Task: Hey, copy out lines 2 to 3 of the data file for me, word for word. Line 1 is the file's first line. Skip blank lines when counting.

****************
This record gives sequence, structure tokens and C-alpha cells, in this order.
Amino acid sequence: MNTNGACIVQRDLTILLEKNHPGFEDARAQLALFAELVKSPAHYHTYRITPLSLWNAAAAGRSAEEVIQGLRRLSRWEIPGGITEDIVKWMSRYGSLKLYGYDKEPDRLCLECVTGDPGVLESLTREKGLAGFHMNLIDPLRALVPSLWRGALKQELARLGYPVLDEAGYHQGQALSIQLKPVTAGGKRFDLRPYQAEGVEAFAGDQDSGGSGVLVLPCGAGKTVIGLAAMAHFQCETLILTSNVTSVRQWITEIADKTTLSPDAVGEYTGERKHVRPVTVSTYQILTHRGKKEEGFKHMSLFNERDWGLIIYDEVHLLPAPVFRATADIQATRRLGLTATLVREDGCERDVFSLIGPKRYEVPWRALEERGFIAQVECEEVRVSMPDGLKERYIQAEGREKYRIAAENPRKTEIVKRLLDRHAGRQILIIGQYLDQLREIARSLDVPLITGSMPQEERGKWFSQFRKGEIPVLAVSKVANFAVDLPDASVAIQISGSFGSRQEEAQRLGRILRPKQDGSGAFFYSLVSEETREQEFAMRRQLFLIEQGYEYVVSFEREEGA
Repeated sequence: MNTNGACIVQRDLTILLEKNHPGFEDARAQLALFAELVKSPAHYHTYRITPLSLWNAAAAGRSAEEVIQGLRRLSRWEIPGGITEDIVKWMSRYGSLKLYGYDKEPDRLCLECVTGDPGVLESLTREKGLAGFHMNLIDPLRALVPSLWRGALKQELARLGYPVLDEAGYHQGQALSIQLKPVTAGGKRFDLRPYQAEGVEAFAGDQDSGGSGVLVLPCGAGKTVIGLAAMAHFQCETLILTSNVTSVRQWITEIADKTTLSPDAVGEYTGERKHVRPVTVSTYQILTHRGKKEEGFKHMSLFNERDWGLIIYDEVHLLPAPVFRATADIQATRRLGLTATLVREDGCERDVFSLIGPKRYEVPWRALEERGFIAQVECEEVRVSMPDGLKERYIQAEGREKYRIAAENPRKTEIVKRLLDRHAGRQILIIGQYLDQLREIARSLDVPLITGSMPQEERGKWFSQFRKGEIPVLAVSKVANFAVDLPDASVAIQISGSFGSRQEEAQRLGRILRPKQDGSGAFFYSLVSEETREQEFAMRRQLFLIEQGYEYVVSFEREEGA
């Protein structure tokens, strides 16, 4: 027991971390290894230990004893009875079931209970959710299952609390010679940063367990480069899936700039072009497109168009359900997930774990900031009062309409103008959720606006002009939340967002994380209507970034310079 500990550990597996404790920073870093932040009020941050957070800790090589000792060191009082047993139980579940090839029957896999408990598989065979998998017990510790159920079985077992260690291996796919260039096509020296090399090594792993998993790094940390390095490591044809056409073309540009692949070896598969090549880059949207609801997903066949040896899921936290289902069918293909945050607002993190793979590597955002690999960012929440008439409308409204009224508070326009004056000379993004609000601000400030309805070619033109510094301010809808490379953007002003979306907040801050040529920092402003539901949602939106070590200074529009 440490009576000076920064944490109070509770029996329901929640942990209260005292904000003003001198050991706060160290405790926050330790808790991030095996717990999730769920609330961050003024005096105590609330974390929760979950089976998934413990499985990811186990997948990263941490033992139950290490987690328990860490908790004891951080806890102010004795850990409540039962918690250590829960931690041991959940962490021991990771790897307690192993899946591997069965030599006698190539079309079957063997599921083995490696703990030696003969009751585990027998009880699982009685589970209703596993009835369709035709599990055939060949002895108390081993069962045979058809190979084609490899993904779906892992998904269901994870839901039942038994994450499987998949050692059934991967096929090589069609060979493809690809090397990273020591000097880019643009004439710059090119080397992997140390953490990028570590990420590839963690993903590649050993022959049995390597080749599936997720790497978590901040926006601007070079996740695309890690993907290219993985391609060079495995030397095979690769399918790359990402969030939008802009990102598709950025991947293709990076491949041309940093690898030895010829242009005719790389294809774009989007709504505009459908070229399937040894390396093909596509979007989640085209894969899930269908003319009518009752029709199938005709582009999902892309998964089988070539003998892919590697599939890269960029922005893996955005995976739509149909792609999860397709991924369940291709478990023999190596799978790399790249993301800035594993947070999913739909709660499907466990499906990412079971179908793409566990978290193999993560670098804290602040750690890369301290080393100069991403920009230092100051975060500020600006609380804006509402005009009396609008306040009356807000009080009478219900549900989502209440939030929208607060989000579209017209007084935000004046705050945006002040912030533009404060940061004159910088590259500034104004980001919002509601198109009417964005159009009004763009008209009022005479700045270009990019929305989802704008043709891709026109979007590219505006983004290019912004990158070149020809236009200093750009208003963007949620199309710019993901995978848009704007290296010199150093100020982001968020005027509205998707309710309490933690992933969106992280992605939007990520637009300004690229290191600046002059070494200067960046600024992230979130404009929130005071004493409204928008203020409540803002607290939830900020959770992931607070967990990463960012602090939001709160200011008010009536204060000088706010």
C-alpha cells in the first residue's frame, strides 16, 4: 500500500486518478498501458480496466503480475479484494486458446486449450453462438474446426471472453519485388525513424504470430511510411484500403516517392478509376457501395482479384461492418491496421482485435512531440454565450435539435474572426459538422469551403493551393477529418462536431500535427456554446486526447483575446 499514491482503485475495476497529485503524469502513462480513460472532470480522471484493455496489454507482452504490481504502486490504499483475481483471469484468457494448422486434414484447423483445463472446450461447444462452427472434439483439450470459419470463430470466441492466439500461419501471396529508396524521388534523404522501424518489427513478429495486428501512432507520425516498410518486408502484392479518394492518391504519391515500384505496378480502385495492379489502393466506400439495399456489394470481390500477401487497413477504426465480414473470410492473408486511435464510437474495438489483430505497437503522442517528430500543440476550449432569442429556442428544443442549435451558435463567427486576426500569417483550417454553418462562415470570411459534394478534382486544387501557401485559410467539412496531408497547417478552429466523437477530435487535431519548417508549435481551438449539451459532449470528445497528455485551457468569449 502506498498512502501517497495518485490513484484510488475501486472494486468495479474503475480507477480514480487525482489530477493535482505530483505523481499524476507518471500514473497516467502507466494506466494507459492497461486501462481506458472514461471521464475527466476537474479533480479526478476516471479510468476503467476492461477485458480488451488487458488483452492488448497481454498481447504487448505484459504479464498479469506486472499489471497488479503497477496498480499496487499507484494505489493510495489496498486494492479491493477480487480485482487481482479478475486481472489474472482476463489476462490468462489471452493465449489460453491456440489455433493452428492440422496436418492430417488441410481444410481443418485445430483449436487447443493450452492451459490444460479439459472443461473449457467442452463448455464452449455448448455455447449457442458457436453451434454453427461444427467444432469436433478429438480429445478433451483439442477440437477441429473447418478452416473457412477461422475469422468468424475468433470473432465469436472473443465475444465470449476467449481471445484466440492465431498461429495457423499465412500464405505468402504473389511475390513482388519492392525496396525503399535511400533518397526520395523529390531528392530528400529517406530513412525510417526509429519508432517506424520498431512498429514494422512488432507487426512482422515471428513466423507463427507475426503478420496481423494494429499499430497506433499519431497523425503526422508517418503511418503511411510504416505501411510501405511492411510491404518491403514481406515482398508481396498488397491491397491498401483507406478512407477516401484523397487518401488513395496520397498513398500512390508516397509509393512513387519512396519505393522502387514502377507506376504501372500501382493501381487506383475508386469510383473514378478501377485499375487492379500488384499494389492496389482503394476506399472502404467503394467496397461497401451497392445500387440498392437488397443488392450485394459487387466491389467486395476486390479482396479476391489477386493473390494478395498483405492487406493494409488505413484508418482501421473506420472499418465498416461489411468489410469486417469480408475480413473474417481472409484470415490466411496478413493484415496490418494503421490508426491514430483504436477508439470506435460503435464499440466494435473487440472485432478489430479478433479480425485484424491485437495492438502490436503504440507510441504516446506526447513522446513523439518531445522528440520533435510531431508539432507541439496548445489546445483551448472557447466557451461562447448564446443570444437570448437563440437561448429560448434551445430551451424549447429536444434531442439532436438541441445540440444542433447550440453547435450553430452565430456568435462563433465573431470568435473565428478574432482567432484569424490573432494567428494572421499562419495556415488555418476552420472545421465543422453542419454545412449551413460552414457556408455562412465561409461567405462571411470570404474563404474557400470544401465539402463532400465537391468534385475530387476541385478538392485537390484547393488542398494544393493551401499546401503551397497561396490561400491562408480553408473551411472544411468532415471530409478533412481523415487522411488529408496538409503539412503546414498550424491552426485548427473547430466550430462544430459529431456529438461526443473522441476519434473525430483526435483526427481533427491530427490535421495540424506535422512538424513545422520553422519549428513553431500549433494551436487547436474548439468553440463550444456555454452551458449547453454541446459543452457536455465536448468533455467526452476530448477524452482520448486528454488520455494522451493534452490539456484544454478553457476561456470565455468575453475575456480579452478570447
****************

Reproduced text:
Amino acid sequence: MNTNGACIVQRDLTILLEKNHPGFEDARAQLALFAELVKSPAHYHTYRITPLSLWNAAAAGRSAEEVIQGLRRLSRWEIPGGITEDIVKWMSRYGSLKLYGYDKEPDRLCLECVTGDPGVLESLTREKGLAGFHMNLIDPLRALVPSLWRGALKQELARLGYPVLDEAGYHQGQALSIQLKPVTAGGKRFDLRPYQAEGVEAFAGDQDSGGSGVLVLPCGAGKTVIGLAAMAHFQCETLILTSNVTSVRQWITEIADKTTLSPDAVGEYTGERKHVRPVTVSTYQILTHRGKKEEGFKHMSLFNERDWGLIIYDEVHLLPAPVFRATADIQATRRLGLTATLVREDGCERDVFSLIGPKRYEVPWRALEERGFIAQVECEEVRVSMPDGLKERYIQAEGREKYRIAAENPRKTEIVKRLLDRHAGRQILIIGQYLDQLREIARSLDVPLITGSMPQEERGKWFSQFRKGEIPVLAVSKVANFAVDLPDASVAIQISGSFGSRQEEAQRLGRILRPKQDGSGAFFYSLVSEETREQEFAMRRQLFLIEQGYEYVVSFEREEGA
Repeated sequence: MNTNGACIVQRDLTILLEKNHPGFEDARAQLALFAELVKSPAHYHTYRITPLSLWNAAAAGRSAEEVIQGLRRLSRWEIPGGITEDIVKWMSRYGSLKLYGYDKEPDRLCLECVTGDPGVLESLTREKGLAGFHMNLIDPLRALVPSLWRGALKQELARLGYPVLDEAGYHQGQALSIQLKPVTAGGKRFDLRPYQAEGVEAFAGDQDSGGSGVLVLPCGAGKTVIGLAAMAHFQCETLILTSNVTSVRQWITEIADKTTLSPDAVGEYTGERKHVRPVTVSTYQILTHRGKKEEGFKHMSLFNERDWGLIIYDEVHLLPAPVFRATADIQATRRLGLTATLVREDGCERDVFSLIGPKRYEVPWRALEERGFIAQVECEEVRVSMPDGLKERYIQAEGREKYRIAAENPRKTEIVKRLLDRHAGRQILIIGQYLDQLREIARSLDVPLITGSMPQEERGKWFSQFRKGEIPVLAVSKVANFAVDLPDASVAIQISGSFGSRQEEAQRLGRILRPKQDGSGAFFYSLVSEETREQEFAMRRQLFLIEQGYEYVVSFEREEGA